Puzzles are cleverly thought out, with ample clues provided around the village to the observant and sharp-minded. You’ll use dialogue to trick a character into giving you a spare part, combine inventory to scare a timid guard, and solve an old riddle that provides the means of opening a secret entrance. These puzzles are tremendously satisfying to solve, providing clear objectives but requiring the player to utilise items and knowledge from multiple sources to succeed. As a result, the puzzles reward the player for paying attention and thinking about what they’ve seen and heard without being handed the solution on a plate or finding it needlessly obscure. The game is not rigidly linear, so if you are struggling with a particular puzzle, you can do other things while waiting for a solution to come to you. The only time I found a solution not perfectly logical was near the end, where the means to bridge the second half of a gap in a walkway seemed more dangerous than just jumping over it. This is very much the exception though, as even the most unorthodox solutions usually seem like entirely reasonable approaches in context.

The day/night cycle is key to a lot of puzzles, with available locations, items and characters changing between the two. During the day you’ll find shops open, smug officials in the Port Authority, and kids in the street plotting wild schemes to overthrow the castle. At night, the village fishermen return from a day at sea, nocturnal animals make an appearance, and two young lovers gaze up at the stars. Once you have found a place to sleep, you can immediately switch between day and night at will, with Nigel commenting that he could use a few hours of sleep. This feature is used to good effect during tasks that would actually take some time to complete. When you order a mask from the local craftsman, he tells you it will be ready tomorrow. Players who wish to get their hands on the mask immediately can simply sleep twice to do so. There is generally no need for such measures, however, as for most of the game you have a wide variety of options available to you at any given time.

A Stitch in Time also features a minigame, available from talking to a particular character during the day, in which you use the mouse to snag fish and drag them into your companion’s net. Achieving a high score is not an easy task, but doing so will earn you an additional inventory item. This isn’t vital for completing the game, however, as it simply provides some additional options for a couple of puzzles. There are two key items that can only be retrieved by fishing, but both are relatively simple to acquire, so this should not prove a problem.

As a musical backdrop for your adventure, the game has a fine and varied soundtrack. The opening piano piece builds up to a dramatic crescendo, whilst its repeated rising and falling rhythms put me in mind of the complex clockwork machinery the title suggests. A gentle guitar piece reflects the peacefulness of the village at night. Later, a sailor at the harbour plays a tune sounding like an old sea shanty on an accordion. Each piece fits its respective scene, and the fading out and in when moving from one location to another ensures a smooth transition between pieces. Where appropriate, the soundtrack is also incorporated into the game world as a record playing on an old phonograph or a slightly crackly radio. The numerous sound effects, be it the gentle washing of waves on the shore or the squeak of the inn’s barman polishing a glass, further serve to bring the world alive. The only thing that could have made the sound better is if the game was voiced, though with the sheer amount of text in the game, I can understand why this wasn’t possible for a small indie developer.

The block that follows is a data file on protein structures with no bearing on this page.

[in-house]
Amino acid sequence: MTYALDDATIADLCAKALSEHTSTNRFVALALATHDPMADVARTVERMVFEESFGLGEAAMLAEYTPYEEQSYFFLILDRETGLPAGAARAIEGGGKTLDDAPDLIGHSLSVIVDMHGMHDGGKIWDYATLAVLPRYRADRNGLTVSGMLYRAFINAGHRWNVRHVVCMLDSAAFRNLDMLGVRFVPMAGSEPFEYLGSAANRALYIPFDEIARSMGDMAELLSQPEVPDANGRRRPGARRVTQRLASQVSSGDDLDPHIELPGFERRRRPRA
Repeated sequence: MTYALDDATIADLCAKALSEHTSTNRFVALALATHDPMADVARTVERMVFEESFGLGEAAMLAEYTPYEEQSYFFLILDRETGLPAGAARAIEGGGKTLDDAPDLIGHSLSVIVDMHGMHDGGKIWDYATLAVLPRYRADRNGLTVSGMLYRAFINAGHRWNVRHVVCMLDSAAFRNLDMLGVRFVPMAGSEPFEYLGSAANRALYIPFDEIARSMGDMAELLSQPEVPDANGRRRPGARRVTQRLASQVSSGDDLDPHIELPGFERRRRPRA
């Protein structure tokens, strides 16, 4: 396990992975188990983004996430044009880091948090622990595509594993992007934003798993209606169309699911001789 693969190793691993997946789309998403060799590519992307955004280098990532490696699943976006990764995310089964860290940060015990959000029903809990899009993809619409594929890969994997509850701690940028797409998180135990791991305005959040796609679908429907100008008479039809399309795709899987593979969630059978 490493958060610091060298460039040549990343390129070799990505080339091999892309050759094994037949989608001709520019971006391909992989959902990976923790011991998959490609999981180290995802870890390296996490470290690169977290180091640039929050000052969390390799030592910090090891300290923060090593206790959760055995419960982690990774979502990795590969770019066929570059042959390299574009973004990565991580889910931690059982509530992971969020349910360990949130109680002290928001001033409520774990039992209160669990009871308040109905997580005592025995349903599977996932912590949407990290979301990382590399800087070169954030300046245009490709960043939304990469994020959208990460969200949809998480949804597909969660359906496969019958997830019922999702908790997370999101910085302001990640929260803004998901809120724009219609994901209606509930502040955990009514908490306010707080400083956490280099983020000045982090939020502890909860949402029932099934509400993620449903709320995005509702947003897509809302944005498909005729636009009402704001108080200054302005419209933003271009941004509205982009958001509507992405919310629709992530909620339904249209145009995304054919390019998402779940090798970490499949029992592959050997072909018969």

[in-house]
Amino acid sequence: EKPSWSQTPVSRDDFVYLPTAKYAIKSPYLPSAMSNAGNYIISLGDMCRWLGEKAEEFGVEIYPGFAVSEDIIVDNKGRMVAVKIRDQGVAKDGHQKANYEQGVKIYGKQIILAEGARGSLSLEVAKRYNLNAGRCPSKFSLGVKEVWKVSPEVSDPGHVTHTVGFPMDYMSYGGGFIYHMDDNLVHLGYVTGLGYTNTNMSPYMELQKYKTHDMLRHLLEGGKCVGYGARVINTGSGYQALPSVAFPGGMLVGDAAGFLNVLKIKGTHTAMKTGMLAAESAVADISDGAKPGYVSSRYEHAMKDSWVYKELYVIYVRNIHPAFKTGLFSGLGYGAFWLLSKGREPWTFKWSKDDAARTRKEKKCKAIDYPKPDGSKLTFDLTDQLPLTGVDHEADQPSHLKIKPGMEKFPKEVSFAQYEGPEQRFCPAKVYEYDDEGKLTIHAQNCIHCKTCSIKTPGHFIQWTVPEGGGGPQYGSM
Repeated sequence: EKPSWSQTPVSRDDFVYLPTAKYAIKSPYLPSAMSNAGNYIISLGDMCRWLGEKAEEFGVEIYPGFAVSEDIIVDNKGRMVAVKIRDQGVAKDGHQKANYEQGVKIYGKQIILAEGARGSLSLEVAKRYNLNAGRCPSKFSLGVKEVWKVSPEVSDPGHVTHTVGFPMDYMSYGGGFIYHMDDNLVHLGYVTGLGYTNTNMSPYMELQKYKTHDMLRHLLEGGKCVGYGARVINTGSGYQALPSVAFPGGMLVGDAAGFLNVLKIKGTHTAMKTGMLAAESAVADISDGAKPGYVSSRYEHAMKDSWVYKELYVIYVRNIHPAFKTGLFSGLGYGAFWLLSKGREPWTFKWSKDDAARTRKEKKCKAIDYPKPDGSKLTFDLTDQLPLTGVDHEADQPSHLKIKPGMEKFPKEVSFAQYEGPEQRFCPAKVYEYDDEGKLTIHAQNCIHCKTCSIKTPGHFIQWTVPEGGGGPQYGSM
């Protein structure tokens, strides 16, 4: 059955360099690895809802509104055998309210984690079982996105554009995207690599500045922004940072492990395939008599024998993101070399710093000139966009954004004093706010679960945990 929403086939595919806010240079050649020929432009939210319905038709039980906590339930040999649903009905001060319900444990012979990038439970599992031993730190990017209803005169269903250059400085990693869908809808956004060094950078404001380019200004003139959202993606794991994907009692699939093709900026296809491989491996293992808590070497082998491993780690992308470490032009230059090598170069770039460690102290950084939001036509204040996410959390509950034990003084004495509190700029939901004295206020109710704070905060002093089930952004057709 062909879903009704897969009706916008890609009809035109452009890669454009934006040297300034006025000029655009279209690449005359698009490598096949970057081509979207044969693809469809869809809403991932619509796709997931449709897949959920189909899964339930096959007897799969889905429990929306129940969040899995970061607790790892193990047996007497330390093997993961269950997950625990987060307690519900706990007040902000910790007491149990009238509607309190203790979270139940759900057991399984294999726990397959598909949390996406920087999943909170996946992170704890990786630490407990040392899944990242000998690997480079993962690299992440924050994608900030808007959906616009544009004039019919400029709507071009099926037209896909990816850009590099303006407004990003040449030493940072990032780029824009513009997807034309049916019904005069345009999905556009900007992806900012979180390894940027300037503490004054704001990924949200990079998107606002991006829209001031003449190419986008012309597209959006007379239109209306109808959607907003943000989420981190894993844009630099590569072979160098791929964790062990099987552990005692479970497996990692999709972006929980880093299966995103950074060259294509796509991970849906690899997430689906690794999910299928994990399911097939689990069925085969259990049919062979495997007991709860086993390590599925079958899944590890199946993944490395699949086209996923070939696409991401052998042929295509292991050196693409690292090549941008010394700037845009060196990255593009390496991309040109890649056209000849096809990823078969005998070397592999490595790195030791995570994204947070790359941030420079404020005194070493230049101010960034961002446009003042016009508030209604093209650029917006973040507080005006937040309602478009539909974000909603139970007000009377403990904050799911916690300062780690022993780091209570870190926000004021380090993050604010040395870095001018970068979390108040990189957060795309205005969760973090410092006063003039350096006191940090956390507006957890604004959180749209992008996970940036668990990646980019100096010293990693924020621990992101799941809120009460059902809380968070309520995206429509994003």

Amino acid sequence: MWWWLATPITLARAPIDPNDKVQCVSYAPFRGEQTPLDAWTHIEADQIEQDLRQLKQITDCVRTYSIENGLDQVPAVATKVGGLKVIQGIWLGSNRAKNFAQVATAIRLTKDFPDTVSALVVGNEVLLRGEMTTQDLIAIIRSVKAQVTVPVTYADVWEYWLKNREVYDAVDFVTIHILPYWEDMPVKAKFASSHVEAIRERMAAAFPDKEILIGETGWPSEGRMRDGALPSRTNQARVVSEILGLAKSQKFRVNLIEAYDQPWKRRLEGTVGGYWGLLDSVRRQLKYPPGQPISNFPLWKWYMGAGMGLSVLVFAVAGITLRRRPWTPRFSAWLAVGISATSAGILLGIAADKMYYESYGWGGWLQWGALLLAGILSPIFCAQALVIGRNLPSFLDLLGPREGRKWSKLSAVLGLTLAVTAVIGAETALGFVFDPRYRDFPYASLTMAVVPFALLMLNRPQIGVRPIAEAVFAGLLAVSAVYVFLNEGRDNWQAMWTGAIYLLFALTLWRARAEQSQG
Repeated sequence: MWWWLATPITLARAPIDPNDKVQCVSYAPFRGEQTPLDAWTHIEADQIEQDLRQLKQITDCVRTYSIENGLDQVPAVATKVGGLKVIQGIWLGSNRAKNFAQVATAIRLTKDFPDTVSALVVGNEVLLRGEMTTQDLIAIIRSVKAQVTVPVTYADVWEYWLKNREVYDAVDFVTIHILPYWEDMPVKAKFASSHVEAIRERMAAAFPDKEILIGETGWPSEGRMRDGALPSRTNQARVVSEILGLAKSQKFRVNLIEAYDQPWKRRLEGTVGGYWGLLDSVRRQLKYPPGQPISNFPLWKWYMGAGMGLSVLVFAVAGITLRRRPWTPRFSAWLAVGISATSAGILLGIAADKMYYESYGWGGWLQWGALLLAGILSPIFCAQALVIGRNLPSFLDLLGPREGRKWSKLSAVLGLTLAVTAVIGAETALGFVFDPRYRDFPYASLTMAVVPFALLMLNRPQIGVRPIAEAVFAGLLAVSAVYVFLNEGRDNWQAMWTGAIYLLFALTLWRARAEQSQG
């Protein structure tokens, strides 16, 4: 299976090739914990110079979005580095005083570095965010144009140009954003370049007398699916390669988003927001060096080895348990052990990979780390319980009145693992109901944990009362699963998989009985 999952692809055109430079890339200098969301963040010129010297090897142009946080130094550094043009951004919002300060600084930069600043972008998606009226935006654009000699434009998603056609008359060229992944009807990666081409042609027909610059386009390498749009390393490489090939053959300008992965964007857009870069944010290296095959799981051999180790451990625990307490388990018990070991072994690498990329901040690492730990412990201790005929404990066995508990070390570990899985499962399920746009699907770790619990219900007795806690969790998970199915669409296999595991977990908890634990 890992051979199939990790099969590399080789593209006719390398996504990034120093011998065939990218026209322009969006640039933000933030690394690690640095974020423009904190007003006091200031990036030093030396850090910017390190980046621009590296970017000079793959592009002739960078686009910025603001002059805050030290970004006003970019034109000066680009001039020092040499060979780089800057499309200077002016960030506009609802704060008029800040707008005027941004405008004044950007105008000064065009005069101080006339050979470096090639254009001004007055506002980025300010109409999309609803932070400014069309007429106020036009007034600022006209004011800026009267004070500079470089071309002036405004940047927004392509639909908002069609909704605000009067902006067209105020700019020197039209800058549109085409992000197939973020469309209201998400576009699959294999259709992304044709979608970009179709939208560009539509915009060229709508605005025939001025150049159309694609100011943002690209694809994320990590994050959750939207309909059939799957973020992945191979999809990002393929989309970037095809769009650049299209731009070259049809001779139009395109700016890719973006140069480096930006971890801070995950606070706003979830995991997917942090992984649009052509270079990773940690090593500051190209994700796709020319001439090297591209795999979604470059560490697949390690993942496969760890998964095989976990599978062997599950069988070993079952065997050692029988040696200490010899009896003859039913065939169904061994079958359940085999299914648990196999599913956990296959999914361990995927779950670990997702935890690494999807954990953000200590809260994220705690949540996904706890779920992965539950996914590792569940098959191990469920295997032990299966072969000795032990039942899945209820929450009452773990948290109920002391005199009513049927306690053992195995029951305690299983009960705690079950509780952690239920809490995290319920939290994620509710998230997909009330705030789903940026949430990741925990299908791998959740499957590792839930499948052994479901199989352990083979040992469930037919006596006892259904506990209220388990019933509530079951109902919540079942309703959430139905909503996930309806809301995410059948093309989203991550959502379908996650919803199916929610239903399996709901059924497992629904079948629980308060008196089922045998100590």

Whilst I largely enjoyed the series’ freeware debut, I did find some of the puzzles a bit obscure in places. Not only have the developers addressed that problem in this commercial sequel, they have significantly improved every other aspect of the game at the same time. The backgrounds are beautiful, the music is pleasing to the ear, and the puzzles are very rewarding to overcome. The storyline builds on the foundation of the original, with a delightful setting that provides an immersive backdrop to proceedings. The lack of voice acting will be a deal-breaker for some, but anyone else will quickly get used to it, and the game’s pathfinding and animation stiffness are only mild irritants for the most part. Clocking in at about 8 to 10 hours of gameplay, it also provides a healthy chunk of adventuring, which is affordably priced exclusively at the developer’s website (where a demo consisting of all of Act 1 can also be sampled). It may not get the attention of higher-profile titles, but What Makes You Tick: A Stitch in Time is a game that ticks almost every checkbox of quality, and is well worth a download for any adventure gamer.